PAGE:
Who benefits from the war on drugs?
“They call it a war against drugs, but … they don’t want to destroy the business, they want to administer the business.”
Decades of a so-called war on drugs have had a devastating effect on Latin America. Today in many places, cartels continue to operate with impunity and corruption runs rampant, while ordinary people face deadly consequences.
But who is benefitting from the militarisation of the drug war?
“It’s not the growers, who often get targeted, or the people who get prosecuted in the United States for low-level sales,” says Maria McFarland Sanchez-Moreno, a senior legal adviser at Human Rights Watch focusing on the Americas, and author of the book, There Are No Dead Here: A Story of Murder and Denial in Colombia. “And certainly not the people who get prosecuted for using drugs. All of those groups of people stand to lose. People, overwhelmingly low-income, Black and Brown people in the United States, and in Mexico, and in Colombia, end up prosecuted, imprisoned, for drug offences in this war on drugs push.”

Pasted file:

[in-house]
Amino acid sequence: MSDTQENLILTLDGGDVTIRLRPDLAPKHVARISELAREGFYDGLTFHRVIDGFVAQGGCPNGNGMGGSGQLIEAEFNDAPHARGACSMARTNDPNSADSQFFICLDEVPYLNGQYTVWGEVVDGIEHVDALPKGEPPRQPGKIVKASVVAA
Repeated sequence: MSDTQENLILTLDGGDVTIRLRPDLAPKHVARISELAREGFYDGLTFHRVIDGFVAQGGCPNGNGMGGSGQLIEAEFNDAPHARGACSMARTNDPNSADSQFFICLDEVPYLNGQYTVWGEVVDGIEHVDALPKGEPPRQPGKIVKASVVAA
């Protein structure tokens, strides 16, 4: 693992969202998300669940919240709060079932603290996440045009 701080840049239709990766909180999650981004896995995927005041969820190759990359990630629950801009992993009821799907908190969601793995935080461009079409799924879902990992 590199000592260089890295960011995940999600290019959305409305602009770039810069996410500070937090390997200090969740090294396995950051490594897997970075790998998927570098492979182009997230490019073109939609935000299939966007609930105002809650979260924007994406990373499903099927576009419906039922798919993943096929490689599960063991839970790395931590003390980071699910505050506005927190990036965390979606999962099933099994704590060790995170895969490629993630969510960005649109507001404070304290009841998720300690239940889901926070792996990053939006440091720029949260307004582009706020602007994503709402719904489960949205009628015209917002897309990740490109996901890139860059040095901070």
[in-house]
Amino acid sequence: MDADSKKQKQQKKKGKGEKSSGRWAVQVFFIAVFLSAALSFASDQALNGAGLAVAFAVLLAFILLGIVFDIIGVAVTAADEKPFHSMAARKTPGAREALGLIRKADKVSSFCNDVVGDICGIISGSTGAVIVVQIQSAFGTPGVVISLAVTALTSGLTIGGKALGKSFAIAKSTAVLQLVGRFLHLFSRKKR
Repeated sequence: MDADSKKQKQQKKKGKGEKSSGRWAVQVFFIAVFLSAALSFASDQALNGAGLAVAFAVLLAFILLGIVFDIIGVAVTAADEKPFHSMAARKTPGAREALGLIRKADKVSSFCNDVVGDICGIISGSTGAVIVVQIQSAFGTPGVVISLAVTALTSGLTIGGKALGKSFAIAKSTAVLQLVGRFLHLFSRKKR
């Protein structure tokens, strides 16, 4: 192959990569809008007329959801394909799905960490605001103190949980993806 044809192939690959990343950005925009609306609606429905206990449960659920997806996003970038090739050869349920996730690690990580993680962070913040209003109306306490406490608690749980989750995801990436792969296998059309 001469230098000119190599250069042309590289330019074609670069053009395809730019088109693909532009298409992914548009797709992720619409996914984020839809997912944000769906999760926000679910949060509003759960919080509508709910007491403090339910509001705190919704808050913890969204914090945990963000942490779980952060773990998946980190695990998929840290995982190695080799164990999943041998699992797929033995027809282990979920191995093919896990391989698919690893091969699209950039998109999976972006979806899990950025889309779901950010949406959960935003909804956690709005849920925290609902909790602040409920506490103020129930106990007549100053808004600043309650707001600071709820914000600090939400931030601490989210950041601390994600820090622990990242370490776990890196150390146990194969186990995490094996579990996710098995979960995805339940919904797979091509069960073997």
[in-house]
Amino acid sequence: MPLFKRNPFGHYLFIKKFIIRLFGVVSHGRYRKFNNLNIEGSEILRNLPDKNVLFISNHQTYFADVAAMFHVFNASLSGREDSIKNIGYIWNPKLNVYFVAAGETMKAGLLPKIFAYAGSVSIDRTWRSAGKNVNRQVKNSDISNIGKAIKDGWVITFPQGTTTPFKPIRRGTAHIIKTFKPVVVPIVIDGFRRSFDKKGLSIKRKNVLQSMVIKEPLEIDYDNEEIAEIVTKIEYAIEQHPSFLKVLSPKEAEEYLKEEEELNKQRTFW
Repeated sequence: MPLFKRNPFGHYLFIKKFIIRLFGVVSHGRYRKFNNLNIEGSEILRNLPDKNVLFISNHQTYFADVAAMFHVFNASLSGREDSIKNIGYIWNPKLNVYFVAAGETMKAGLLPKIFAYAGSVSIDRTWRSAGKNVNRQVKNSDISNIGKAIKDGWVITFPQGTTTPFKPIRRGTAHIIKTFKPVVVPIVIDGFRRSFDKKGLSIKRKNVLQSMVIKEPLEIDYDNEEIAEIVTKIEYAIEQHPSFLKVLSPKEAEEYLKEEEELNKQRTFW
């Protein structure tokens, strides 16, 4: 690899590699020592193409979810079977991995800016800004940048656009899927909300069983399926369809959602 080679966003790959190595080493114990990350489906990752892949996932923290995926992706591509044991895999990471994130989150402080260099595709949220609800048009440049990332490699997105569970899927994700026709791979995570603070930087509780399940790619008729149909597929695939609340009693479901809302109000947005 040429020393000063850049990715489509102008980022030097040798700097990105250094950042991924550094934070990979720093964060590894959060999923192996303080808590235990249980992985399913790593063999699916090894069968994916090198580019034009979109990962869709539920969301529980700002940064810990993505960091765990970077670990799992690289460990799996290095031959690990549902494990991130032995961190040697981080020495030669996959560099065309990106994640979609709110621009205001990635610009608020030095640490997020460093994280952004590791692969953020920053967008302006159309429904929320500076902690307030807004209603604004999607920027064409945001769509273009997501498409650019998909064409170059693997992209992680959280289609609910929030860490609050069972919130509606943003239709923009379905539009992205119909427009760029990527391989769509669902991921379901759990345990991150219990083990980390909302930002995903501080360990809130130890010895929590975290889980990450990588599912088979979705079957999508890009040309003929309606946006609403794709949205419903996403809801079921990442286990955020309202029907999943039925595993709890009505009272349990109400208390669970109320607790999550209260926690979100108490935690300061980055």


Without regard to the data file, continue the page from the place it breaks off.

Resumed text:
Ultimately, Sanchez-Moreno argues, it is organised crime networks, “plus all of their cronies in the state” who benefit from the very same war on drugs they are meant to be waging.
But Anabel Hernandez, a renowned Mexican investigative journalist and author of several books including, Narcoland: The Mexican Drug Lords and Their Godfathers, says the war on drugs isn’t really about stopping the drug trade. “They call it a war against drugs, but … they don’t want to destroy the business, they want to administer the business,” she says.
On UpFront, Marc Lamont Hill looks at the legacy and the human cost of the war on drugs.